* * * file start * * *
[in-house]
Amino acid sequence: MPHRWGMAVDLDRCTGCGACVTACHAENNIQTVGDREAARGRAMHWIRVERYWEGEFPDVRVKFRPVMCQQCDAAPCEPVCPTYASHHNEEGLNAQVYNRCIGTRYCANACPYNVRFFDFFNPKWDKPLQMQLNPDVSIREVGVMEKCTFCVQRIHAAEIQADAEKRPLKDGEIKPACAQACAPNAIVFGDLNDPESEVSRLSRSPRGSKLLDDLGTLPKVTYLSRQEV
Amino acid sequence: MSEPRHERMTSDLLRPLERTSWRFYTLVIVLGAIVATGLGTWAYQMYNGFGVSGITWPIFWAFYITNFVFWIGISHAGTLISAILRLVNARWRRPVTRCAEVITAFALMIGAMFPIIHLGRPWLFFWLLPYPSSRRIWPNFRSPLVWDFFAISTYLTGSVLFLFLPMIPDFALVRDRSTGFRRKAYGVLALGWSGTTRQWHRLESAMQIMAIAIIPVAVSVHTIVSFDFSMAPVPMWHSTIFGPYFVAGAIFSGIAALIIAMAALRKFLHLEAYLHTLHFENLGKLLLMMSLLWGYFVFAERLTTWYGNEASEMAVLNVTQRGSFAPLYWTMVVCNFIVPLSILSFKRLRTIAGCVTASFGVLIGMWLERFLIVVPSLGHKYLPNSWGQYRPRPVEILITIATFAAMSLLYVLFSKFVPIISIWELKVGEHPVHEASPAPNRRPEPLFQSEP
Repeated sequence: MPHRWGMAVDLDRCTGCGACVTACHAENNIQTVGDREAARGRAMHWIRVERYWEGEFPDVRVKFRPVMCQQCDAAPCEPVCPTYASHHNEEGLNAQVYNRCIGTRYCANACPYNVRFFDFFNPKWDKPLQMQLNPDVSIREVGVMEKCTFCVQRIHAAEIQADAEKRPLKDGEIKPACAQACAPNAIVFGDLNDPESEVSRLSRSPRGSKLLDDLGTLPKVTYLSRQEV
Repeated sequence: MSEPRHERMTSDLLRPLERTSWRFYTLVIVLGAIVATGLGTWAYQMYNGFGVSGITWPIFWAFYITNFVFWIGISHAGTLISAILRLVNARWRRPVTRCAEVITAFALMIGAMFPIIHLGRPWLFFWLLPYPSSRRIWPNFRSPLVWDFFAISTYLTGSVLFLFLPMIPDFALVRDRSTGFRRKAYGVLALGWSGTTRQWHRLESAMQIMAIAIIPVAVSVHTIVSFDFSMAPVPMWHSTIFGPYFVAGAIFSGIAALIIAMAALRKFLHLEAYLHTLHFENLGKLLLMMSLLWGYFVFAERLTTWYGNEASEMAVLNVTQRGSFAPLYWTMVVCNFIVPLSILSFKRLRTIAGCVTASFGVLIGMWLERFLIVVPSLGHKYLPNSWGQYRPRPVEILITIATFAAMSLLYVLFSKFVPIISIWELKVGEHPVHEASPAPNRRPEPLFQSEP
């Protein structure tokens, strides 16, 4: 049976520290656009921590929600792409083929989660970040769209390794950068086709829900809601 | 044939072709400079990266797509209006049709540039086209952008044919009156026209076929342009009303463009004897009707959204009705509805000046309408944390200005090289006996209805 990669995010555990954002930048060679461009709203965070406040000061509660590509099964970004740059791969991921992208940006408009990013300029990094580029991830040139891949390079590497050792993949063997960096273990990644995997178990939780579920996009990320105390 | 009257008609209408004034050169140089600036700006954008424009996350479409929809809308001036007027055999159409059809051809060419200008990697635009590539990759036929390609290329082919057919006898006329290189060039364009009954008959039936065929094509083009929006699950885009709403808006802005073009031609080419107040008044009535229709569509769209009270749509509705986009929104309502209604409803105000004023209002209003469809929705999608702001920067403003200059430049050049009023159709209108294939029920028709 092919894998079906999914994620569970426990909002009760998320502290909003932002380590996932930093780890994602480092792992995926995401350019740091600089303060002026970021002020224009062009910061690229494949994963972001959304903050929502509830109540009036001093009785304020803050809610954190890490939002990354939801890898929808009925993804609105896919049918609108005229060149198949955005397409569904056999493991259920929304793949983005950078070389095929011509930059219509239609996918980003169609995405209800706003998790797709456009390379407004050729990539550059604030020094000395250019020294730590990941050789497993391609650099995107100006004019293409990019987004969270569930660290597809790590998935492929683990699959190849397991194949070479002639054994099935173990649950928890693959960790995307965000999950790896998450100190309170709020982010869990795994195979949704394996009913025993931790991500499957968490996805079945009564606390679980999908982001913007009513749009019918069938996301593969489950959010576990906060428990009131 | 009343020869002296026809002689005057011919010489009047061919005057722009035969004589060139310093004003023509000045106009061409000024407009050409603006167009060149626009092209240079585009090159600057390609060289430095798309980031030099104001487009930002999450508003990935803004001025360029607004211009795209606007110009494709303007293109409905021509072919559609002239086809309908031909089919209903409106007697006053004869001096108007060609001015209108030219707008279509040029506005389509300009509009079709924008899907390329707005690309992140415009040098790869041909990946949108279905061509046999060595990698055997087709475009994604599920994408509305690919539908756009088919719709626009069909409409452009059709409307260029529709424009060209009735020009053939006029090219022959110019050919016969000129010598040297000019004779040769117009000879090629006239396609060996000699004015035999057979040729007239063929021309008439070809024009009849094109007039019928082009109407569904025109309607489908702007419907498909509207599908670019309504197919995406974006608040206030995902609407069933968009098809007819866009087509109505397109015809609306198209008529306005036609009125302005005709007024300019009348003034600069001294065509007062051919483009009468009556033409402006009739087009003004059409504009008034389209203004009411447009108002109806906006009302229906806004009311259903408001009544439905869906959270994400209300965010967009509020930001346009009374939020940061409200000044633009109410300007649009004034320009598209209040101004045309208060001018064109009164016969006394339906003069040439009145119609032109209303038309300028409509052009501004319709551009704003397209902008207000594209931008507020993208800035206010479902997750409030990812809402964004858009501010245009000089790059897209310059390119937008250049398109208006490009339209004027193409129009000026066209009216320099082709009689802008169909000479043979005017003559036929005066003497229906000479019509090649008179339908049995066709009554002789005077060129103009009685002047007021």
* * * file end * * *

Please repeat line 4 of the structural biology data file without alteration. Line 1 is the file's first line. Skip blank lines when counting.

Repeated sequence: MPHRWGMAVDLDRCTGCGACVTACHAENNIQTVGDREAARGRAMHWIRVERYWEGEFPDVRVKFRPVMCQQCDAAPCEPVCPTYASHHNEEGLNAQVYNRCIGTRYCANACPYNVRFFDFFNPKWDKPLQMQLNPDVSIREVGVMEKCTFCVQRIHAAEIQADAEKRPLKDGEIKPACAQACAPNAIVFGDLNDPESEVSRLSRSPRGSKLLDDLGTLPKVTYLSRQEV